Imports Are Not Shrinking Steel-Industry Jobs, Progress Is

Imports Are Not Shrinking Steel-Industry Jobs, Progress Is
Roland Weihrauch/dpa via AP
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Last week, President Trump informed several lawmakers that he was considering imposing new tariffs on imported steel. The reaction was overwhelming – alarm. Most Republicans and Democrats in the room warned, in effect, be careful what you wish for – new steel tariffs would hurt the U.S. economy and cost Americans more jobs than they save.

A couple of days later, Commerce Secretary Wilbur Ross outlined three options for tariffs, ranging from targeting 12 countries to imposing them on all to imposing quotas. Nothing could be further from the views Republican legislators conveyed to Trump. Sen. Pat Toomey, despite representing the steel state of Pennsylvania, urged caution and stressed the importance of access to steel for the defense industry. Sen. Mike Lee of Utah warned that tariffs could lead to job losses in the United States. But Trump emphasized that he wants to rebuild the steel industry to create jobs.

There are two things wrong with that goal: The steel industry is doing quite well, and the better it does the fewer people it will need to employ. There are few jobs at the end of the steelmaking rainbow – just a more automated industry than ever.

Let’s start with a simple fact: The steel industry is not losing jobs because of imports. Last year, U.S. steel producers satisfied 75 percent of domestic steel demand. It is true that U.S. production of steel has declined since its peak. But job reductions have far outstripped declining production, dropping at least 80 percent since 1953.

If steel jobs are not primarily being lost to foreign competitors, what is responsible for their sharp reduction? Progress – or at least progress in the way steel is made. Since the 1980s, super-efficient mini-mills that make steel largely from scrap metal have largely supplanted integrated steel mills that use raw materials. As a result of this exponential change and other technological advancements, the steel industry has driven up labor productivity dramatically. In the 1980s, when the industry directly employed over a half-million people, it took over 10 person-hours to produce a ton of steel, Now, it takes less than 2 person-hours to produce the same amount of steel.

An industry under threat? Hardly. While steel workers are fewer and farther between, many steel companies are doing quite well. Last year, Nucor Corporation reported its net earnings increased by 65 percent over 2016. Similarly, Steel Dynamics reported record steel shipments in 2017 with record operating income.

Although fewer people than ever earn a living in steel plants, far more workers than ever earn their living in industries that depend on steel. There are only at most 150,000 Americans earning a living full-time in the steel industry, but more than 6 million work in industries that depend on steel, industries likes autos and construction that would be hurt badly by steel tariffs.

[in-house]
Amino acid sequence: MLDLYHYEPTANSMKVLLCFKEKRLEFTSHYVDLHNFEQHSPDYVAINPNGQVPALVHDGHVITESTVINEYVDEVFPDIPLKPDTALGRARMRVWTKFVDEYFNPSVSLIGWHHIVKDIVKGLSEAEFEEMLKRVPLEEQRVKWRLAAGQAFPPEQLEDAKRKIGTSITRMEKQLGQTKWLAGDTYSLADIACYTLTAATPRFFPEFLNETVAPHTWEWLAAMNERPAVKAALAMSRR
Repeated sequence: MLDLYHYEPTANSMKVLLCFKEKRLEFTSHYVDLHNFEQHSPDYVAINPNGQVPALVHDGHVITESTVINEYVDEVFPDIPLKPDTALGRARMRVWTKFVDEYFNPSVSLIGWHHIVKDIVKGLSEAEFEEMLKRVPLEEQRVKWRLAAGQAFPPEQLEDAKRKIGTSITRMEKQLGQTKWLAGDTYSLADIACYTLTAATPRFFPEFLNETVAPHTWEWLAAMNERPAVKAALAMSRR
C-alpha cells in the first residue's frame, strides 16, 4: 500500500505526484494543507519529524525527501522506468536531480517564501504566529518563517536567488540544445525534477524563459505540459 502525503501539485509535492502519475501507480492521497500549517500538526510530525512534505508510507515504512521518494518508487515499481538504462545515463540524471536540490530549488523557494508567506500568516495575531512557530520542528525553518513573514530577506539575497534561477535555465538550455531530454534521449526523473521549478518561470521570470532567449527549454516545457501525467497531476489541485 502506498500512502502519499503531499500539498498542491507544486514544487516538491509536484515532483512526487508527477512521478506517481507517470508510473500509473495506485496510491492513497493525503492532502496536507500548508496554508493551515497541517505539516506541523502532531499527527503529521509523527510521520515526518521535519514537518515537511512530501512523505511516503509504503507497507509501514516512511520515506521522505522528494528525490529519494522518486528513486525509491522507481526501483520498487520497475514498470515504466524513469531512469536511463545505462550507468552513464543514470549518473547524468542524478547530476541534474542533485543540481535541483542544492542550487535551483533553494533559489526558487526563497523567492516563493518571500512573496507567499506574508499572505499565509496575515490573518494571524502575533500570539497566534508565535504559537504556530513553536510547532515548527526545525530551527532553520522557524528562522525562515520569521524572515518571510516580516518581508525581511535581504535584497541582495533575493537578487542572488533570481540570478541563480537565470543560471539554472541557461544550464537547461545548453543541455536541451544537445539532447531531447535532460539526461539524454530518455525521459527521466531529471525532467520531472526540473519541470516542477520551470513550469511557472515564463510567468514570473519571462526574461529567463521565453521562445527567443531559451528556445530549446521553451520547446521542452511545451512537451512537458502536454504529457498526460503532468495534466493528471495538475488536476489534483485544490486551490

Faced with the argument that steel tariffs would drive up the cost of steel and make leading industries less competitive – endangering many of those jobs – Trump tried to tell the legislators that when faced with tariffs, many foreign competitors would “eat a lot of the tax” rather than pass the cost on to American companies. But if that’s the case, what is the point of imposing tariffs in the first place? If they won’t result in a higher price for foreign steel, how does that help the domestic steel industry or spur the creation of more jobs? If a tariff fails to raise the price of foreign goods, doesn’t that just make it a tax – one that fattens the government’s revenue base without creating or saving a single job?

Actually, we can dispense with that worry because foreign producers have consistently made it clear they will pass on costs to Americans rather than absorb them themselves. President George W. Bush reacted to competitive problems in the U.S. steel industry in 2002 by imposing tariffs, only to lift them after 20 months. Foreign producers most certainly did not cut their prices, but domestic producers raised theirs. The result? A study concluded that higher steel prices cost the United States 200,000 jobs – more than 6 times as many as the steel industry claimed the tariffs saved. Many small machine-tool and metal stamping shops were decimated by steel costs that rose as much as 30 percent.

Similarly, when President Obama imposed special duties on tires imported from China in 2009, the measure increased costs in the auto industry by about $900,000 per job saved.

The problem with tariffs on steel or any other product is that your own people pay them. Imposing them is cutting off your own nose to spite someone else’s face. The bigger problem is that the people who actually pay the tariff, in the form of higher prices, include the very industries an economy depends on to thrive.

There is a reason that most of the legislators who met with Trump last week – Republican as well as Democratic – were worried by the prospect of a new steel tariff. They have seen this movie before, and they don’t like the way it ends.

Allan Golombek is a Senior Director at the White House Writers Group. 

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